In the 1970s the textile production in Enschede came to a halt, due to fierce competition from mainly the Far East. This had a profound effect on the populace. Enschede became one of the poorest municipalities in the Netherlands and (de facto) went bankrupt. Large areas of industrial wasteland came to mark the city.

With the support of the national government, this property was acquired and rebuilt. The city center was rendered a car-free zone, the importance of Enschede as a Euregional Centre was stimulated and Enschede managed to rise from the ashes (for once not literally).

The fireworks disaster

Monument commemorating the 2000 fireworks disaster.
The inscription says, "The vanished house between heaven and earth."
On 13 May 2000, a fireworks storage in Enschede exploded, destroying the entire neighborhood of Roombeek and killing 23 people, including 4 firemen. This catastrophe is known in the Netherlandsmarker as the Vuurwerkrampmarker (fireworks disaster).In 2001 a referendum confirmed the proposal of the city council to expand the built-up area into the Usseler Es, an area of historic cultural significance and of geological importance, as it was here that the Usselo horizon was discovered.

Large scale construction and renovation activities in the city center have been ongoing for several years.

Economy

The city is a former centre of textile production. When this industry left the area for cheaper production centers in South-East Asia, Enschede became one of the poorest municipalities in the Netherlands. The biggest challenge of the city is to prevent higher educated (wealthy) citizens from moving to the west (Randstadmarker). Decades of renovation work in the city center have been carried out with the goal of making Enschede more attractive to this group.
Het ei van Ko (Ko's egg) fountain


Modern shopping centers and department stores that until recently were only found in much larger cities have been opened. Enschede is host to many yearly festivals and the Old Market Square is often the venue for events, live music and other activities on the weekend. After some hesitation on the part of the city council, Enschede was able to host Roze Zaterdag in the summer of 2004 which was a huge success. This not only gave the local economy a boost, but also drew positive attention to Enschede's gay community, the largest in the east of the Netherlands.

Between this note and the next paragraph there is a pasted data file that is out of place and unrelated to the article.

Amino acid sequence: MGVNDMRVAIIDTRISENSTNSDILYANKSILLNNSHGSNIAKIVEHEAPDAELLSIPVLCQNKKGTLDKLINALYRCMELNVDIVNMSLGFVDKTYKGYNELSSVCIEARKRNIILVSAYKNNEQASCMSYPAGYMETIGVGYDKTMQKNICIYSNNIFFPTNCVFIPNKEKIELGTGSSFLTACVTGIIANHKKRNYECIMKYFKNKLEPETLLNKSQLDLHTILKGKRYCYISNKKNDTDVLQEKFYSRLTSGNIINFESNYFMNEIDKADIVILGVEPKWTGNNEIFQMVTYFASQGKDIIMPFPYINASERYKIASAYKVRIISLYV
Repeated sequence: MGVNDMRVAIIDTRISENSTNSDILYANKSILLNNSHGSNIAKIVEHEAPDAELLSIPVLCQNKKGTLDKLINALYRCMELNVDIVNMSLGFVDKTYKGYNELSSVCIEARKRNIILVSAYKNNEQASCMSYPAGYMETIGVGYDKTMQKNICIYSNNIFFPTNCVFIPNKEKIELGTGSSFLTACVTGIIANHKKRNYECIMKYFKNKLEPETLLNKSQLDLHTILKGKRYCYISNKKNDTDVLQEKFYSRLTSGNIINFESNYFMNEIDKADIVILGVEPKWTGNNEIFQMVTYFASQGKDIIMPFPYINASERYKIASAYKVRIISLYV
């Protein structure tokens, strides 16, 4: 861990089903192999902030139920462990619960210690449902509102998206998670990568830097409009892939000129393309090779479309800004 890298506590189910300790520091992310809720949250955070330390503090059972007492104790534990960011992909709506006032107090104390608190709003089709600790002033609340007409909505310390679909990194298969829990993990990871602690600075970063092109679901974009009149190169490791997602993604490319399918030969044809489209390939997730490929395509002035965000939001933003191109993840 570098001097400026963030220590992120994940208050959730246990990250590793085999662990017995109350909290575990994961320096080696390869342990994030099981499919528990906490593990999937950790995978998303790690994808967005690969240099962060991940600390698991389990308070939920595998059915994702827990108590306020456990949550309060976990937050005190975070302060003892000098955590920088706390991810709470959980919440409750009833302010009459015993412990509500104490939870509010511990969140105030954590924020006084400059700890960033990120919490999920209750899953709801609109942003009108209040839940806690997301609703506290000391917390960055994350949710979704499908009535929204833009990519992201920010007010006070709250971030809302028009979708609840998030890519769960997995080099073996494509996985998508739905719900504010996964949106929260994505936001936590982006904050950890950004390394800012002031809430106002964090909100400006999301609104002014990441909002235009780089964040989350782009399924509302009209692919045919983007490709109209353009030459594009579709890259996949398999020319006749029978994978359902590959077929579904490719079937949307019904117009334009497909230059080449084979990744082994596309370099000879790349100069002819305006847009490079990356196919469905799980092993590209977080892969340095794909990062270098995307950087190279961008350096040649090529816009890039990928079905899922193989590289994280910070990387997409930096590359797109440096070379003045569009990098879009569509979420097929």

In many aspects, Enschede is admittedly trying to present itself as the Amsterdammarker of the east. In reality Enschede has more in common with Berlinmarker. Like the German capital Enschede has a troubled urban economy, but is still home to a vibrant artistic scene. Also the city's laid-back attitude, by some attributed to the relatively low economic activity of its inhabitants (labour participation was about 57% in 2006) and the large numbers of students, artists and (semi-) government employees, make for a 'Berlinesque' athmosphere.

The proximity to Germany has, historically, been another major factor in the city's economic activity, ranging from the smuggling of coffee and tobacco in the 19th and 20th century, to large numbers of Germans, who visit the city's shops and (especially) the weekly markets. Therefore, most natives of Enschede speak German more or less fluently.

The city is co-operating with the nearby municipalities of Almelomarker, Bornemarker and Hengelomarker as Netwerkstad Twente. A draft law plan to merge Enschede with Hengelo and Almelo was defeated in parliament under the influence of opposition from the other towns.

The world famous Grolsch beer is brewed in Enschede.

Research, education and health care

The Universiteit Twentemarker (Twente University), a university with mostly technical studies, is located in Enschede. It is one of the three technical universities in the Netherlands (besides Delft University of Technologymarker and Eindhoven University of Technologymarker). The Universiteit Twentemarker is also the only large campus university in The Netherlandsmarker.
The university has courses in pure technical studies such as Applied Physics, Applied Mathematics, Mechanical Engineering, Electrical Engineering, Chemical Engineering, Informatics/Computer Science and Industrial Engineering and also offers courses in Communication, Psychology, Economical Sciences, Business, Public Administration, Applied Medicine and Biomedical Technology; the latter attract a broader public. Since 2006, the programme of European Studies has been added to the university's offerings.